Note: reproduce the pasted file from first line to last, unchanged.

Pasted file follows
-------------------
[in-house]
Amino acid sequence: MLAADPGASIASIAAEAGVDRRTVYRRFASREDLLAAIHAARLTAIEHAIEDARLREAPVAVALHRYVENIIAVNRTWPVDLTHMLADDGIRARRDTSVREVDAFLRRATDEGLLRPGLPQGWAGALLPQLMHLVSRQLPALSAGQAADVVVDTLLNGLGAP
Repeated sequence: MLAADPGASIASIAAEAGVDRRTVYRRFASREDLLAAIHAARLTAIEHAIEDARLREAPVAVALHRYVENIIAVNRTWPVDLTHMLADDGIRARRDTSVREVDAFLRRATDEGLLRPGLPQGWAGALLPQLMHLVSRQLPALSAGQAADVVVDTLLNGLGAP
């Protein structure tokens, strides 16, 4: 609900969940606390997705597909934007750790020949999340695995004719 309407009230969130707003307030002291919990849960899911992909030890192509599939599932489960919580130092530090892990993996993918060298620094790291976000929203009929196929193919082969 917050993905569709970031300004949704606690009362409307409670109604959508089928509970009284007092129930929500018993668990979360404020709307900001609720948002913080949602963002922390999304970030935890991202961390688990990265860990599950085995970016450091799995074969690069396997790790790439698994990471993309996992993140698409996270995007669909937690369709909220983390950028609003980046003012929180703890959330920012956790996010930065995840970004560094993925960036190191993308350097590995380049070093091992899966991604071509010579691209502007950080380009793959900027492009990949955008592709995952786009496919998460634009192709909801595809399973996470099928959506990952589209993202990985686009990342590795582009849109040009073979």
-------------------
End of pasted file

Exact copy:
[in-house]
Amino acid sequence: MLAADPGASIASIAAEAGVDRRTVYRRFASREDLLAAIHAARLTAIEHAIEDARLREAPVAVALHRYVENIIAVNRTWPVDLTHMLADDGIRARRDTSVREVDAFLRRATDEGLLRPGLPQGWAGALLPQLMHLVSRQLPALSAGQAADVVVDTLLNGLGAP
Repeated sequence: MLAADPGASIASIAAEAGVDRRTVYRRFASREDLLAAIHAARLTAIEHAIEDARLREAPVAVALHRYVENIIAVNRTWPVDLTHMLADDGIRARRDTSVREVDAFLRRATDEGLLRPGLPQGWAGALLPQLMHLVSRQLPALSAGQAADVVVDTLLNGLGAP
């Protein structure tokens, strides 16, 4: 609900969940606390997705597909934007750790020949999340695995004719 309407009230969130707003307030002291919990849960899911992909030890192509599939599932489960919580130092530090892990993996993918060298620094790291976000929203009929196929193919082969 917050993905569709970031300004949704606690009362409307409670109604959508089928509970009284007092129930929500018993668990979360404020709307900001609720948002913080949602963002922390999304970030935890991202961390688990990265860990599950085995970016450091799995074969690069396997790790790439698994990471993309996992993140698409996270995007669909937690369709909220983390950028609003980046003012929180703890959330920012956790996010930065995840970004560094993925960036190191993308350097590995380049070093091992899966991604071509010579691209502007950080380009793959900027492009990949955008592709995952786009496919998460634009192709909801595809399973996470099928959506990952589209993202990985686009990342590795582009849109040009073979």